There has been special focus, yet again, on the infrastructure sector and with a substantial chunk of the total plan allocation, the sector did get a boost. It has always been acknowledged that robust infrastructure is one aspect that shall provide impetus to the overall economic growth — including the corporate world. In that context, this is a laudable effort.

Rising inflation has bedevilled the government this time — especially food inflation. While there could be no immediate relief as brought out in the Economic Survey, Mr Mukherjee's efforts to address the supply side constraints from a long-term perspective by targeting the agriculture sector also need a special mention.
All in all, it appears as if the Budget has given a reason to smile to all segments, including the affluent segment of the country as well.


* D.R. Dogra is MD and CEO of CARE Ratings








There will always be naysayers and there will always be the optimists. Some people will love the Budget, some won't like much about it and there will be many who will sit on the fence. The fact is that no finance minister in this world can come out with a Budget that satisfies the entire citizenry. There are going to be positives as well as negatives. For me, what is important is that from an investment and savings perspective, the 2010-11 Union Budget 2010 has more positives.

You probably know by now what is going to be costlier and what will be cheaper. I won't dwell on that again. But I'll tell you why most salary earners — as well as the capital markets — are rejoicing right now. Theoretically, the biggest change that finance minister Pranab Mukherjee has brought about is the income-tax reduction. The existing tax slabs have been remodelled, which has effectively reduced the tax rate. A new Rs 20,000 tax slab has been added to the current Rs 1 lakh deduction that can be availed under Section 80C. However, the caveat is that this Rs 20,000 has to be invested in infrastructure bonds only. This is both good and bad.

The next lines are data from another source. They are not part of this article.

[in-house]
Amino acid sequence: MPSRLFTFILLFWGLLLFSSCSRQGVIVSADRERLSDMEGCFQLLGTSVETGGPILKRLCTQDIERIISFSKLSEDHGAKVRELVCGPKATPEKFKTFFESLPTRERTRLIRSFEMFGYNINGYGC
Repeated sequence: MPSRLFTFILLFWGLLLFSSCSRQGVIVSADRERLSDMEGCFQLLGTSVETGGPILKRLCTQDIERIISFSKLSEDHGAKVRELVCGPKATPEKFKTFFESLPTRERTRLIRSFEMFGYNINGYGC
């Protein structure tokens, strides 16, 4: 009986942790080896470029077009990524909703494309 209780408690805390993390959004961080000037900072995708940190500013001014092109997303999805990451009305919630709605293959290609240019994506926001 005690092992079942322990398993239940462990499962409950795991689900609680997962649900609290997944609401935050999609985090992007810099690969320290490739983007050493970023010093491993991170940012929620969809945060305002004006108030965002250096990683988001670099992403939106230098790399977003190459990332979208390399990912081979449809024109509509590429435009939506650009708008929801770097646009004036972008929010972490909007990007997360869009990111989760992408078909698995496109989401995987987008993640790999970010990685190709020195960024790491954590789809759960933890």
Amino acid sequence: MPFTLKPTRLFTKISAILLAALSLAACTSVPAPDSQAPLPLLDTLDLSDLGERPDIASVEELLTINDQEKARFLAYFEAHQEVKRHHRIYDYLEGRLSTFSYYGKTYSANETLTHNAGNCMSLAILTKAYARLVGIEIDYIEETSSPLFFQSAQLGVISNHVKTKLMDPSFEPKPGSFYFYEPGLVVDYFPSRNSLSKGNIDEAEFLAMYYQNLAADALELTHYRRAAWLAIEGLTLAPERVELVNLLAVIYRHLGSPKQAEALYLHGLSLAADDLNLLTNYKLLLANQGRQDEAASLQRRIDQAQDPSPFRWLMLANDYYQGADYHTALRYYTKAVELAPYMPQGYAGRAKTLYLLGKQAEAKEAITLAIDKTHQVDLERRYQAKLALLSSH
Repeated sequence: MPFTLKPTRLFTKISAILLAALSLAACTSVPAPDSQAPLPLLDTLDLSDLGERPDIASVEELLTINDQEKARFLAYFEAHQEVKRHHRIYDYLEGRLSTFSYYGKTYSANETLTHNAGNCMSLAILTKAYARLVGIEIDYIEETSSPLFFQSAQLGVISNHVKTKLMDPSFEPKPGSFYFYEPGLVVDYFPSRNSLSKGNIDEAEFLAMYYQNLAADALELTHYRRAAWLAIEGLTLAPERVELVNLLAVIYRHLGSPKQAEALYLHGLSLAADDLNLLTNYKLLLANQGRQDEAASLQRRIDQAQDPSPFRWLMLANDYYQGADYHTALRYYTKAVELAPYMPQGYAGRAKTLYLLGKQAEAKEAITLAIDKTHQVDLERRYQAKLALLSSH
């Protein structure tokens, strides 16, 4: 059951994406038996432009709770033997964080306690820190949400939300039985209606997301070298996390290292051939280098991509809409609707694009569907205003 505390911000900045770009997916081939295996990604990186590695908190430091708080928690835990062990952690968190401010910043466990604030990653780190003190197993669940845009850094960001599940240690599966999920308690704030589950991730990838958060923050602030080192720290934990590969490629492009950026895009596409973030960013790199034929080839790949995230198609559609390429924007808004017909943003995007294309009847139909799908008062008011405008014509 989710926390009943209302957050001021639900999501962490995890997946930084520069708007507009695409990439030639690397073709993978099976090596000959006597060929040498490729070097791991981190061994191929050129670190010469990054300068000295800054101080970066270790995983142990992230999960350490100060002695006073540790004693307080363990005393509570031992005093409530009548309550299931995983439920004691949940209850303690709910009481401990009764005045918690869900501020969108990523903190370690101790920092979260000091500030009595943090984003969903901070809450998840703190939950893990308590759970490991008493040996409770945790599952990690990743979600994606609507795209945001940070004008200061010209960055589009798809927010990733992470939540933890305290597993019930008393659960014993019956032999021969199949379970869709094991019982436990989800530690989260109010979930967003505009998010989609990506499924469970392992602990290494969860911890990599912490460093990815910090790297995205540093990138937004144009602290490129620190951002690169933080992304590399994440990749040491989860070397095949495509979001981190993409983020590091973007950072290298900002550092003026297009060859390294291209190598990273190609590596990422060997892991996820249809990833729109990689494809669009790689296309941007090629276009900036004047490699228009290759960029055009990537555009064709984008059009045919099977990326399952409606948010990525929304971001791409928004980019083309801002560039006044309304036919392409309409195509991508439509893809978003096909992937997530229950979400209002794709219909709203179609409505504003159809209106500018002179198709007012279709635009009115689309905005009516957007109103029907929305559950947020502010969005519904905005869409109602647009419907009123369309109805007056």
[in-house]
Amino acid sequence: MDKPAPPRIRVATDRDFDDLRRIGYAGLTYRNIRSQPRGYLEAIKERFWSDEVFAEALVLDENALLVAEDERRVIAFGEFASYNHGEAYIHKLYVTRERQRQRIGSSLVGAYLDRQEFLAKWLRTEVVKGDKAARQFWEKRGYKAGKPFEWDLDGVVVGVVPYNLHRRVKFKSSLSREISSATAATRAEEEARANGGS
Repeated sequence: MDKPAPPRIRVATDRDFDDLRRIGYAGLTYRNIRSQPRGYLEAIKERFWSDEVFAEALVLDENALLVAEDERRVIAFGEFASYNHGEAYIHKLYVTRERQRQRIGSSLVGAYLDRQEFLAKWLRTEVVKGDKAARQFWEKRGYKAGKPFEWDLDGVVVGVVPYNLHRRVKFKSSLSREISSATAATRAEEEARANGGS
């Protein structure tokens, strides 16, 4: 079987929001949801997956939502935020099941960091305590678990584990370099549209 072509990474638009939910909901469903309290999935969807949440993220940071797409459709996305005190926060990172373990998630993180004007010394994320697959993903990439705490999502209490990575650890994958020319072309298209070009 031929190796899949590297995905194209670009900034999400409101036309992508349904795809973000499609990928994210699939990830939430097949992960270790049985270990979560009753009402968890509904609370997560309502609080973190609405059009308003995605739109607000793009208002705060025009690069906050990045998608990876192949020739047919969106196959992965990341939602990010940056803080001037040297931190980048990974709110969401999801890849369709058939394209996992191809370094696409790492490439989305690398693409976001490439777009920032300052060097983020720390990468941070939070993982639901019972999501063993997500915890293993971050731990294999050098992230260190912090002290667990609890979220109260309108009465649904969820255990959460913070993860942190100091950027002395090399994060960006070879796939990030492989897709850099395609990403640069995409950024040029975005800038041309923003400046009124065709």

I've never liked the idea of telling people where they should invest to get tax deductions. Earlier, the government had defined areas where the Rs 1 lakh could be invested. This changed in Budget 2005, and defining an area again is a step backwards. What Mr Mukherjee should have done is change the concept of fixed tax slabs. An increase in tax slabs should be linked to some cost inflation index. The government should find a way that automatically adjusts the Rs 1 lakh limit with inflation. Right now what they have tried to do is increase infrastructure financing with this move. Good or bad, we will now be able to pay a little less tax by investing a little more.

The other good move from an investment perspective in the Budget is the innovation in the New Pension System (NPS). The NPS is an excellent scheme for small savers to attain financial security in their old age. But without commission-earning agents to sell it, the NPS hasn't found many takers. To counter this, Mr Mukherjee has created an innovative concept, which I feel is truly a landmark one: The government will add Rs 1,000 for three years to the NPS accounts of those who deposit less than Rs 12,000 a year. This "gift" will be for those whose accounts start after 2010-11. This means that instead of trying to spend money on advertising and marketing the NPS, the government will give that money to the NPS account holders. I have no doubt that this initiative will bring many more people to the NPS.

Overall, the Budget seems to have been received strongly. The markets reacted positively to it, even though the enthusiasm dipped towards the end of the trading day. When the speech ended, the promise to control fiscal deficit to 5.5 per cent was what seemed to be the factor behind the burgeoning markets. However, we need to keep in mind that this is just a prediction from the government. We'll have to wait and see if this promise is fulfilled.


* Dhirendra Kumar is the CEO of Value Research Online